Barickman: Republicans Split On Legalizing Marijuana
The sticking points for how to legalize recreational marijuana in Illinois are getting a lot less sticky. That’s according to state Sen. Jason Barickman, a Bloomington Republican who said he wants a “seat at the table” when Governor-elect JB Pritzker and Democratic lawmakers raise the issue again in 2019.
“I think it’s coming. As a Republican, I think it’s important we have a seat at the table on all issues of public policy. That’s why we do what we do—to influence the outcome in a manner we agree with,” Barickman said. “I’ve been upfront about the fact that I plan to sit at that negotiating table.”
Barickman will be the featured speaker Dec. 4 at the McLean County Chamber of Commerce’s BN The Know event in Bloomington, titled “Recreational Marijuana and the Business Community.”
Now 33 states have legalized marijuana to some degree, and recreational pot use is now legal in 10 states, along with Washington, D.C. But possessing, selling or using marijuana remains illegal under federal law. Pritzker campaigned on his support for legalizing marijuana.
Barickman, who joined the General Assembly in 2011, is one of several Republicans who’ve expressed an openness to marijuana in recent months. Republican candidate for attorney general Erika Harold, who lost Nov. 6 to Democrat Kwame Raoul, called it “inevitable” and worth planning ahead for.
Other Republicans, including McLean County Sheriff Jon Sandage, oppose full legalization.
“Republicans are split on this issue,” Barickman said. “There are certain Republican voters who are opposed to any form of legalization, including medical, which is the law of the land in Illinois. They’re opposed for a host of reasons, and I’m very respectful of that. I hear that. I’m not dismissive of their opposition.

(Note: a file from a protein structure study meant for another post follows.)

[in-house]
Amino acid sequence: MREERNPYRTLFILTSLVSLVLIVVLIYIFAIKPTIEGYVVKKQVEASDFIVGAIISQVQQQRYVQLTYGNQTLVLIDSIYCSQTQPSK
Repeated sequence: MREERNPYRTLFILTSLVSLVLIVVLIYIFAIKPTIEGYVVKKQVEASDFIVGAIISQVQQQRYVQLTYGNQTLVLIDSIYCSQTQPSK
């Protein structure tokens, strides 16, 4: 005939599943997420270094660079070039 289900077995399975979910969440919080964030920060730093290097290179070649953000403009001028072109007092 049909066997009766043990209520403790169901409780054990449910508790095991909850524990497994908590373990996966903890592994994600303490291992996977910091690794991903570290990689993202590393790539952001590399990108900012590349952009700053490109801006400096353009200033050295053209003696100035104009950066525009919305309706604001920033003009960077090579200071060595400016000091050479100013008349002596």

“I’ve also heard from Republican party chairmen to tea party activists to plain old Republican voters who say, look, tax and regulate it. That’s the proper role of government on this one,” he added. “So there’s a group of Republicans who support the position I’ve staked out here.”
Barickman said his two top concerns are how to discourage use by minors and mitigate risk to the public, such as driving under the influence. But those “gaps” are starting to get filled in with solutions, Barickman said, as lawmakers continue discussions on a possible 2019 bill.
“That’s how you earn the support of someone like me,” he said.
Barickman said he’s happy to see lawmakers leading on this issue, rather than waiting for a public referendum to force their hand. That’s a riskier way to approach public policy.
“Illinois approaches this one the correct way. We need to be in front of the popular opinion and put those regulations in place that represent the reasonable expectations the public has for how this would become legal,” he said.